Beating the Breathalyzer in a Chicago DUI

For several decades, the Breathalyzer has been front and center in the “war” against drinking and driving. Now, there is talk of lowering the Blood Alcohol Content threshold from .08 to .05. With such a small sample size (two or three drinks in most cases), accuracy will be even more important.

This accuracy is one of the biggest and darkest clouds that surround the Breathalyzer’s use. An experienced defense attorney can use the Breathalyzer’s flaws to essentially invalidate the test results, especially in borderline cases like a .09.

How Does the Breathalyzer Work?

The small, hand-held Breathalyzers that most Chicagoland police officers use all work in much the same way. Most of them have fuel cells that convert ethanol particles to electricity. The stronger the current is, the more ethanol particles there are, and therefore the higher the person’s breath alcohol content is.

That process sounds high tech, and police Breathalyzer techs often talk about these devices like they are a James Bond gadget that actually works. But the 1950s Drunk-O-Meter used basically the same technology. Once the jury understands that the Breathalyzer is basically like one of those I Love Lucy-era television sets, they are much less willing to accept its results at face value.

There is more. Vigilant readers noticed that the Breathalyzer measures breath alcohol level, and the law requires a blood alcohol reading. The Breathalyzer estimates blood alcohol content based on the breath alcohol readout. That extra step means that the results are even more uncertain. When a document is translated from one language to another, some words get lost in transition. Given the high burden of proof in criminal cases, a few words in a book, or a few hundredths of a point on the test, make a big difference.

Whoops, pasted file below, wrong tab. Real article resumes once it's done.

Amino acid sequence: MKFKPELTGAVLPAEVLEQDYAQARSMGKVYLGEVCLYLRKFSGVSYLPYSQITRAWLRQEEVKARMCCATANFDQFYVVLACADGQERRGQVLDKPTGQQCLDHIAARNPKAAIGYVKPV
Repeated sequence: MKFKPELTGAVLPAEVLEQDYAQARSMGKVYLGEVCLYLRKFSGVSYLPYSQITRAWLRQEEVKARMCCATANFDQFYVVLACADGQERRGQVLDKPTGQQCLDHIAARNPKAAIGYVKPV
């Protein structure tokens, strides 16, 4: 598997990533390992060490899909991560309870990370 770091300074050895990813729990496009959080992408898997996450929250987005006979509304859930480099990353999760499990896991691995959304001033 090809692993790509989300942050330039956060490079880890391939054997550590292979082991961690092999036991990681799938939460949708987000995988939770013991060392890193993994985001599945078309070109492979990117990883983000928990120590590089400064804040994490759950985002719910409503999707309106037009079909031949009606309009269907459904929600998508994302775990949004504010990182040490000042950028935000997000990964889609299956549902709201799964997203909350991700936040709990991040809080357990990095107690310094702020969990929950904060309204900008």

Some Breathalyzer Flaws

These issues are not just theoretical shortcomings. There are some practical problems with the Breathalyzer, as well. Some of them include:

  • Mouth Alcohol: If the defendant burps even slightly, undigested alcohol from the stomach moves into the mouth and makes the results artificially high. Officers are supposed to continually monitor defendants for at least 15 minutes before the test, but they often turn their heads momentarily.
  • Calibration and Use: Today’s Breathalyzers are a little more sophisticated than they used to be. That means they are more accurate and also more difficult to maintain. A poor maintenance record usually means poor results, as well.
  • Acetone: Many people, most notably diabetics and smokers, have high acetone levels in their bodies. The Breathalyzer often reads acetone as ethanol. Once again, the result may be artificially high.

To drive these points home with the jury, many Chicago defense attorneys partner with degreed chemists or other expert witnesses. These individuals are often much more convincing than the police Breathalyzer technicians that prosecutors usually call to the stand.

If the Breathalyzer results are invalid, the defendant can still be found guilty of DUI. However, the prosecutor must use circumstantial evidence from the field tests. Many times, this evidence is quite weak, especially if the defendant consumed little alcohol. Moreover, without a BAC of .08 or above, the license suspension component of a DUI may not be as bad.

Contact Tenacious Lawyers

It is possible to successfully challenge the Breathalyzer results. For a confidential consultation with an experienced DUI attorney in Schaumburg, contact Glasgow & Olsson.

(image courtesy of Andrew Peloso)

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